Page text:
Opera has gotten a bad rap over the past few decades. What used to be known as affordable entertainment for the masses (as in, during the 17th century) is now frequented mainly by rich old fogies and women who want to recreate the scene in Pretty Woman where hooker-turned-society-lady Julia Roberts is moved to tears over the eerie similarities between her life and the plot of La Traviata. Given such oddly specific parameters, it’s no wonder you haven’t felt a burning desire to fork over hundreds of your hard-earned dollars to hear portly divas break glasses with their stratospheric vocal ranges. There is, however, a good chance that someone (a wealthy grandparent or Gary Marshall-loving female acquaintance) will one day request your presence at an evening of opera and fanciness, so it benefits you to at least try to enjoy yourself (after all, you have inheritances and booty calls to consider). Here are a few ways to do just that.
Choose your first opera wisely
Like losing your virginity to an inconsiderate lover, beginning your operatic journey with a four-hour whopper will make you hate the art form quicker than you can say ‘should have stayed home and watched The Graduate’. Opera can be interesting, but you need to start small; the easiest way to remain a dilettante is to make the mistake of tackling too much before you’re ready (say, with Wagner’s Das Rheingold… you might be attracted to the Lord of the Rings-esque plot, but you’ll be dismayed at the Lord of the Rings-esque length).
To maximize your chances of actually enjoying your operatic experience, stick to the work of user-friendly composers like Mozart (you’ll recognize at least a few iconic songs from Le Nozzi de Figaro and Die Zauberflote, two of Wolfgang’s most famous endeavors), Puccini (La Boheme is the not-subtle-at-all inspiration for Rent, that overproduced 90’s Broadway behemoth that became a mediocre film in 200-something) and Verdi (Aida features both ear-pleasing tunes and eye-pleasing, scantily clad chorus girls). If an opera is advertised as being “beloved” or “oft-produced,” then you can safely assume it’s also one that’s stood the tests of both time and operaphobes such as yourself.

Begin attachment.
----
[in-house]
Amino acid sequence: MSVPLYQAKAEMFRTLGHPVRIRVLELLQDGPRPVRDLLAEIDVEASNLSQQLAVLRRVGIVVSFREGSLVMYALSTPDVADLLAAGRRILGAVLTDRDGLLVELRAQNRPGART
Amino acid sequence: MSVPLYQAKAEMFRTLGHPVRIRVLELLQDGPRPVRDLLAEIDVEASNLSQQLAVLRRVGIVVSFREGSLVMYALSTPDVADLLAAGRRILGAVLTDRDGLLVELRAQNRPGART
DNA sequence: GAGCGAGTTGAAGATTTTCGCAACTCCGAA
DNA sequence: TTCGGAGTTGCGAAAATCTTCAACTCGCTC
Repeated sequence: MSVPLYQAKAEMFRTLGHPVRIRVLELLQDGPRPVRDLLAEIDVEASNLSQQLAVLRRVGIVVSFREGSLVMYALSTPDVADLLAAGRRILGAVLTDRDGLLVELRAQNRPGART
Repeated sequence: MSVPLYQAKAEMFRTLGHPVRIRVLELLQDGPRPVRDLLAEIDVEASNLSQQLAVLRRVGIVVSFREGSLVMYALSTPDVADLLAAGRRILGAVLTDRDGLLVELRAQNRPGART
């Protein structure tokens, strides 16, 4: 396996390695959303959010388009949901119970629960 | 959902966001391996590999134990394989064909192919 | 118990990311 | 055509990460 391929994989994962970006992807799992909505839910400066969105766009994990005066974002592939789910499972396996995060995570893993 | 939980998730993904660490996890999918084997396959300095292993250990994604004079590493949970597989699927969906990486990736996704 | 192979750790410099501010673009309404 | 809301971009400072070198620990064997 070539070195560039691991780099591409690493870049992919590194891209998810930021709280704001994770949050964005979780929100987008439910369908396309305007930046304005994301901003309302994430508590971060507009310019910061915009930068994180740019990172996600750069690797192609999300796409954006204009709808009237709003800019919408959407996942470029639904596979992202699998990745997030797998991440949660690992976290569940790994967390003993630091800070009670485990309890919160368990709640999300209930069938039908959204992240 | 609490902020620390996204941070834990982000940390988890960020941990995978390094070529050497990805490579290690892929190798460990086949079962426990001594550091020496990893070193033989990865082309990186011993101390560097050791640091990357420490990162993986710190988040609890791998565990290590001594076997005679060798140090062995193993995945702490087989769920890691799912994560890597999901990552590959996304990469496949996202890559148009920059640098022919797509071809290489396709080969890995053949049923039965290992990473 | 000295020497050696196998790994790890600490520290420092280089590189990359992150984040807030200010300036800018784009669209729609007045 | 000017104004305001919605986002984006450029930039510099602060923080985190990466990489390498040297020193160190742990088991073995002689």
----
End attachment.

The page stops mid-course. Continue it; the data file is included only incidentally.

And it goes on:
Bring some opera glasses and an open mind
Unless you’re one of the few I-bankers to still be employed (or you’re planning a night at the opera on your sugar mama’s dime), you probably won’t want to shell out top dollar to score center orchestra seats just to test the melismatic waters. You certainly don’t have to – theatres usually offer ticket specials throughout the season, and you can often find highly discounted tickets either on sites like Goldstar.com – but opera houses are grandiose by design, which means that the cheap seats are likely to be situated somewhere between the rafters and the attic. Do not despair. ‘Opera glasses’ (basically fancy binoculars) were created with you (and the many other people who don’t want to pay an arm and a leg for the privilege of bettering themselves through culture) in mind. Operas are nothing if not action-packed, so arriving with your binocs in tow guarantees that you’ll see the many (usually at least five) dramatic death scenes and Battles for Love and Honor that take place within the span of a single production. Imagine! It’s even better than HBO.
But remember: just as you must plan ahead to ensure you can use all five senses to enjoy your introduction to the operatic arts, you must also remind yourself to approach the complicated beast with a positive outlook. If you go in thinking you’re going to hate it, Negative Nelson, then you’ll probably leave having – you guessed it – hated the whole experience. Try to psych yourself up a little bit before you arrive. Positivity attracts positive things. (That’s also science.)